US 4543698 A
A setting comprising a mounting, a stone and fastening elements, said mounting containing at least two smooth bore holes spaced apart a distance to receive between them the stone and said fastening elements each comprising a head of larger diameter than the holes, each having an underside corresponding substantially in slope to the slope of the table of the stone and a shank of smaller diameter than the hole having at least one radial protrusion of larger diameter than the hole, said fastening elements being forced into the holes to a position such that the undersides of the heads have engagement with the table of the stone and the protrusions are wedged into the sides of the hole and a method of assembling and securing the stones to the mounting.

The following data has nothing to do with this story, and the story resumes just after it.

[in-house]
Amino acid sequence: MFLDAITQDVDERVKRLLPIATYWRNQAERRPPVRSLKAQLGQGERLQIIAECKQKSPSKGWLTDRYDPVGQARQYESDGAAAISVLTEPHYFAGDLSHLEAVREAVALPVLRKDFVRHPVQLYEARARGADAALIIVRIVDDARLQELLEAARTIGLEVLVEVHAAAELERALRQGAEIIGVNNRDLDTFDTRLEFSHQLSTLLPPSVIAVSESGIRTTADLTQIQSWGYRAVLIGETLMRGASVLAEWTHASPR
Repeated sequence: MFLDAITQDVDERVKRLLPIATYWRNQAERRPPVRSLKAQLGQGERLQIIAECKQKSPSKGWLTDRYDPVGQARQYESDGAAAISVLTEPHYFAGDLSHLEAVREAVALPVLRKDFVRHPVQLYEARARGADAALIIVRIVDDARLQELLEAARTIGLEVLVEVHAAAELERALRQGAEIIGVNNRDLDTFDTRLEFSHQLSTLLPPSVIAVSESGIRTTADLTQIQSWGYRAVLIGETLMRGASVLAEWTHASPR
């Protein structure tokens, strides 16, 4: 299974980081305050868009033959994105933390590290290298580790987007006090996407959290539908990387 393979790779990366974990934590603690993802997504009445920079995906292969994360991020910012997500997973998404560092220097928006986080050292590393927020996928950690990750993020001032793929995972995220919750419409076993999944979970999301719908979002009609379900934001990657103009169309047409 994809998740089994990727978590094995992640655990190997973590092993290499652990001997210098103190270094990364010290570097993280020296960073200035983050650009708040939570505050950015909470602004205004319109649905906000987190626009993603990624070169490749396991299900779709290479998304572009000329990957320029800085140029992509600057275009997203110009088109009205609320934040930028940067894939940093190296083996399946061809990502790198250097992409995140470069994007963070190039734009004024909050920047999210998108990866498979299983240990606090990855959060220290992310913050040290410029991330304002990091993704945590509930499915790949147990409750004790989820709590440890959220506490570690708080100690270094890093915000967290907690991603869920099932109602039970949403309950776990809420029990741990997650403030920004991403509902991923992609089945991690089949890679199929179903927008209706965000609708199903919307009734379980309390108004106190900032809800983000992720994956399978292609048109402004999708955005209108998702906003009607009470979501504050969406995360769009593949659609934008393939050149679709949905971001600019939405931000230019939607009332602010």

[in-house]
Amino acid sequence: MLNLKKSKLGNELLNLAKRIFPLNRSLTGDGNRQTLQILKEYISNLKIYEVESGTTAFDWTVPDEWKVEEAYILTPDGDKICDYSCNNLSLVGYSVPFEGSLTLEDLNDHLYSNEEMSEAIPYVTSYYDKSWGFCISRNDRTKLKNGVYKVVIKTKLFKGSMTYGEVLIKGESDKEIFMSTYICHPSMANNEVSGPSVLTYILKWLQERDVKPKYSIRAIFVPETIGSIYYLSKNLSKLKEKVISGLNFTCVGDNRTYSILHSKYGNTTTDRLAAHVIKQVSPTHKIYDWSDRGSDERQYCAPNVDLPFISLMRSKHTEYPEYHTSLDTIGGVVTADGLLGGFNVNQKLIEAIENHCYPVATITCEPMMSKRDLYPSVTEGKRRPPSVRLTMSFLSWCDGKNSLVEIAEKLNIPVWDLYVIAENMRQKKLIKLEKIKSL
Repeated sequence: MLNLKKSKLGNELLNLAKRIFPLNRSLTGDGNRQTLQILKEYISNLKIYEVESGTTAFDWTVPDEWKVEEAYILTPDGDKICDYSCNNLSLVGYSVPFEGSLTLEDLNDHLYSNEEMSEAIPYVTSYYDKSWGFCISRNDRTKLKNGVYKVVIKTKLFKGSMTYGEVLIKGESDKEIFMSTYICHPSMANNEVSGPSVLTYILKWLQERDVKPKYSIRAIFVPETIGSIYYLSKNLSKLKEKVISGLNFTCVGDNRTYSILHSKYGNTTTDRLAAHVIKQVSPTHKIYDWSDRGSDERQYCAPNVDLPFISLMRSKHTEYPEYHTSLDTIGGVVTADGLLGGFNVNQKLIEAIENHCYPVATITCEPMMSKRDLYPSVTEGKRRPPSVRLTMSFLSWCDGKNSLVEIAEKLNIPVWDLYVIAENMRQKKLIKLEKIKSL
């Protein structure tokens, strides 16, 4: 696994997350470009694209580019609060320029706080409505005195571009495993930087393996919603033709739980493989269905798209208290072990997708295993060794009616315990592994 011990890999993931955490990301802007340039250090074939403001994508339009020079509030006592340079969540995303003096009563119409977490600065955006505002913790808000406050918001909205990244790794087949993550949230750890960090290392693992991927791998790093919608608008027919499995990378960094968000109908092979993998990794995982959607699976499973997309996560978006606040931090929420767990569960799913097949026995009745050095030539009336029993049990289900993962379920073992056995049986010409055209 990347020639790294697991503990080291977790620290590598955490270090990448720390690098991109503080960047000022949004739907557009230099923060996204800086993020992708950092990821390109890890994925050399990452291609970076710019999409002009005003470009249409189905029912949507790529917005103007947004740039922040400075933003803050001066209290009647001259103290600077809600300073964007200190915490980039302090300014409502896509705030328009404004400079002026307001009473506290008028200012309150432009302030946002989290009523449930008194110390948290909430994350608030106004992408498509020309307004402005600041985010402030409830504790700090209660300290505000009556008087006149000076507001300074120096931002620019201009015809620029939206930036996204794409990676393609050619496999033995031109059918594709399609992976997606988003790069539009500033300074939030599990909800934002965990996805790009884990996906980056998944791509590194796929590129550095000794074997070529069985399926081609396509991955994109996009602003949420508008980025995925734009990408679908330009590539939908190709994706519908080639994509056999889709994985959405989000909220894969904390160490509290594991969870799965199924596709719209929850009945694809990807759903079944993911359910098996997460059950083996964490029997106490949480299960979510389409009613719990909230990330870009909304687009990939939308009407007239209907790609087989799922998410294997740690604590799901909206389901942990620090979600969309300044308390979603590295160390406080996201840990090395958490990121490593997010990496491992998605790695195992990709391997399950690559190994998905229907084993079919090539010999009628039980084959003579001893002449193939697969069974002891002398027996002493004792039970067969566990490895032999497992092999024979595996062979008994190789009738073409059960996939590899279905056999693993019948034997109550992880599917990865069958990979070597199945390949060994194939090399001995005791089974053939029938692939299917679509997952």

1. The method of setting precious stones which have an inclined bevel peripherally thereof in a mounting of precious metal of 50 to 60 vickers, comprising forming at least one seat on the mounting for receiving the base of the stone, forming at least two smooth bore holes in the mounting at diametrically-opposite sides of the seat of 0.43 millimeters diameter, the axes of which are perpendicular to the seat, providing two fastening elements of precious metal of 130 to 140 vickers, each comprising a head of larger diameter than the hole and a stem of smaller diameter than the hole, wherein the head has a frustoconical underside and a convex upper side and wherein the inclination of the frustoconical side corresponds to the inclination of the bevel at the periphery of the stone, and wherein the stem is provided adjacent its distal end with an excrescence peripherally thereof of triangular vertical section 0.02 millimeters larger in diameter than the hole, defining a sharp peripheral edge, said excrescence being defined by a flat radial surface at right angles to the axis of the hole, and a flat surface inclined thereto, wherein said flat radial surface precedes the flat inclined surface in the direction of the distal end of the stem, and forcing said fastening elements into the holes at the diametrically-opposed sides of the stone to a position such that the undersides of the heads of the fastening elements have clamping engagement with the bevel peripherally of the stone and the excrescences are wedged into the holes and frictionally engaged with the sides thereof.